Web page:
Counselling Services

Patient counselling is an important part of medical or surgical management of a disease. Every patient should know about the nature of the disease and the benefits of the treatment suggested by the doctor. In industrialised countries this part of treatment is adequately managed but in developing countries patient counselling is very much neglected. The reason may be the larger volume of patients per doctor who finds it difficult to explain everything to the patient to take away anxieties and apprehensions. Patient counsellors are very useful in providing this service. How can a counsellor help you.

The counsellor examines the case record to see whether the surgery is urgent and answers accordingly. It is always advisable to discuss problems with the ophthalmologist whenever the counsellor feels it is necessary. Counsellors tell patients about the importance of regular medication and follow-up in glaucoma and maintenance of personal hygiene.

Counsellors visit every patient and ask them about their problems so that they can give better advice as to the patient’s future. Counselling is very much needed by patients who have glaucoma, especially primary open angle glaucoma, because these patients do not find any apparent benefit from either medical or surgical treatment. Counsellors give very good feedback to the hospital management regarding patient care facilities. They talk directly to the patients about their problems. They can suggest necessary modifications in services, and they are often the best people to propose the kinds of patient information that is needed.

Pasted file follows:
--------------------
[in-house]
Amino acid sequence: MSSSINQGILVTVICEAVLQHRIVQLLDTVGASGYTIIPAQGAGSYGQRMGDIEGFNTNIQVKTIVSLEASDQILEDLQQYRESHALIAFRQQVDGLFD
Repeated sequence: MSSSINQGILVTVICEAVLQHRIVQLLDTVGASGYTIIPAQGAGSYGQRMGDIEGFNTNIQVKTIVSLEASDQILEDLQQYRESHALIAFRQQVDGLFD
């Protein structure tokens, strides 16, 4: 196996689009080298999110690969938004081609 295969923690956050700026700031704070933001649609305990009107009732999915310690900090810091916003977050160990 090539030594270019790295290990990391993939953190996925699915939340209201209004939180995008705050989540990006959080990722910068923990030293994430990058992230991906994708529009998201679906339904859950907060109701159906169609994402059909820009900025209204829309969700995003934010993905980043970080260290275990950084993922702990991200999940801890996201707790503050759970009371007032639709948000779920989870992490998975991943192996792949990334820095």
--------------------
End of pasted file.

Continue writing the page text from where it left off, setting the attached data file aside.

Counselling improves the quality of service and builds up the confidence of patients, which in turn increases motivation in the community to receive eye care services and to accept IOL surgery.

Counsellors help people to explore feelings and emotions that are often related to their experiences. This allows Patients to reflect on what is happening to them and consider alternative ways of doing things. Counsellors work in a confidential setting and listen attentively to their Patients. They offer them the time, empathy and respect they need to express their feelings and perhaps understand themselves from a different perspective. The aim is reduce a Patient confusion and enable them to cope with challenges, or to make positive changes in their life where necessary.

Counsellors do not give advice, but help Patients to make their own choices by.

establishing a relationship of trust and respect with Patient
encouraging Patient to talk about issues they feel they cannot normally share with others
actively listening to patient concerns and empathizing with their position
accepting without bias the issues raised by Patients
helping Patients towards a deeper understanding of their concerns
challenging any inconsistencies in what Patients say or do
helping Patients to make decisions and choices regarding possible ways forward.